Edit: What’s even better is that they can still return values! A setup like so works as expected:

local test	 = Loadstring(Function)
local result = test()
if result then print('finished') end

Instead of creating a script and trying to set its source (which is impossible at runtime), you could have a pre-made script containing a StringValue and having this code:

loadstring(script.Code.Value)()

You would clone the script, insert the code into the stringvalue then just un-disable the script.

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Yes, this is probably what I’ll end up doing. A large module script with every function contained inside, with a return that provides the source code necessary, that gets referenced by each node of the visual editor. Put that source code into a container inside a script, enable it and then let it be removed when it’s not needed anymore.

It’s just formatting so that I can have as many parameters as necessary per function that might cause problems, although I could just append the parameters to the returned string, but string.format might work too

To be honest they will only really need the ability to locate players, calc speeds and stuff so projectiles meet their target. And control :MoveTo() on the robot so they can basically control how it moves and where its shooting at. (Id like pathfinding)

Yes, there will be MoveTo() (typical humanoid:MoveTo()) and MoveToAdvanced(), which uses the pathfindign service. It’s nice to have both options, e.g. if the player is in direct line of sight you wouldn’t want them to walk like they are a robot, you want them to just move directly to you.

There will be some other functions too but those are for other services. AI for enemies is probably just going to be stuff like movement, damage and player detection

So how many robots does each player have, if its multiple it might be good to allow players to control how they interact with one another.
e.g each take a seperate target or shoot same target from dif position

also are they using projectiles or rays? And whats the game all about if you dont mind telling everyone, do the robots go around collecting stuff?

Perhaps have some sort of message service for communication between robots and the player. This means robots could give out a warning or a player could ask for robots to do a task.

Also heres how you can check for certain things being used in the script:

function CheckForBadScript(String)
	
	local Matches = string.match(String,"DataStoreService")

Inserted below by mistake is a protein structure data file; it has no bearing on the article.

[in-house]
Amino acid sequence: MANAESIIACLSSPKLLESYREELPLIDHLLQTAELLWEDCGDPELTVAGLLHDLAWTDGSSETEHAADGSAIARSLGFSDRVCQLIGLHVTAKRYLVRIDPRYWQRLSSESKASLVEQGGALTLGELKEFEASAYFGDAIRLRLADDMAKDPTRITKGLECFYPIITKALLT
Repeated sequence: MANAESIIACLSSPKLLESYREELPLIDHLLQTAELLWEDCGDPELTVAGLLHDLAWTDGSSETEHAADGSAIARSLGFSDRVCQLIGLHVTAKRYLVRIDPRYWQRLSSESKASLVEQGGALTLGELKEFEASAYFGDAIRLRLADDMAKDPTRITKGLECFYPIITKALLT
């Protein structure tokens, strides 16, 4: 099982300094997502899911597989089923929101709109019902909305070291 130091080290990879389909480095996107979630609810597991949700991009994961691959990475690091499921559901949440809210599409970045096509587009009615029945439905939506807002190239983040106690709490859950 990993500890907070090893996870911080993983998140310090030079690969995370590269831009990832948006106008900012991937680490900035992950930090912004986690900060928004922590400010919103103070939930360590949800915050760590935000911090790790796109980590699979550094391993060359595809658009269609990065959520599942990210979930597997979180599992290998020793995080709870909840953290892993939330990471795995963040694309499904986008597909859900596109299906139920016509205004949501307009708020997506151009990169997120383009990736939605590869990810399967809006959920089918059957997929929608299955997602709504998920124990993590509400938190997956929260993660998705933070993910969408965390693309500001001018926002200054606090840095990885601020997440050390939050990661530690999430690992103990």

if Matches == nil then
		-- Its Fine
	else
		-- Not Allowed
		return "BadScript"
	end
end

Maybe you could possibly use a coroutine to create a new thread?

Well, the game is a Game Designer, where you can create first person shooter style games. Technically you dont have to make a shooter, the options for weapons is just there.
In the case you mentioned, you would insert an Enemy Actor and then assign a new Sequence to it (the sequence is what the visual code is going to be called) so in reality you can have as many as you want, although there will probably be an internal cap on the numbers.

For projectiles and rays, both are going to be available. A ray will be a standard cast ray function, and there will be a FireProjectileFromPoint when you want to shoot physical bullets.

For communication between player and actors, I’m not sure if there will be the functions available to program something like that to begin with but I’ll probably expand the table of functions later to add support for this. Because of its nature, you can basically program them to do whatever you want (with some restrictions)

Also, thank you for informing me of string.match! My previous method was to split the string by spaces and then do table.find, your way is much better lol. Will be useful to check that people arent putting suspicious inputs into the available parameters.

Also, marked one of your previous answer as the solution as it told me how to use loadstring()

I don’t think loadstring is the right move here. Feels like a sledgehammer of a solution, and opens you up to all sorts of fun exploits.

I agree with @Hexcede – presumably you have some sort of tree data structure. Instead of converting that into actual lua, and then running that lua with loadstring, you can just evaluate the tree directly.

Surely though if I’m using loadstring in the server and the only code that can be run is predefined, that prevents most exploits, right? I’m not using the typical Loadstring() but using a “Lua in Lua VM” Module in server storage, so the client shouldn’t even be able to see it. Not that the client can run loadstring, anyway, but I suppose it’s still better that way as the player doesnt know the indexes for functions.

Especially as the code being run is set by the server and can only be chosen by specific indexes, anything that isn’t a valid index is ignored.

I suppose it’s all down to how I handle the visual compiler to prevent anything that shouldn’t be run. Also, values sent as parameters will be overridden by the server if they are unusual e.g. if you try to make a walk speed be 5000 it will be clamped to 50 or some max value.

If that is the case, why not just have visual blocks map directly to functions, rather than mapping them to strings, creating valid lua code from those strings, and passing the whole string to a VM? Cut out the middleman, in other words.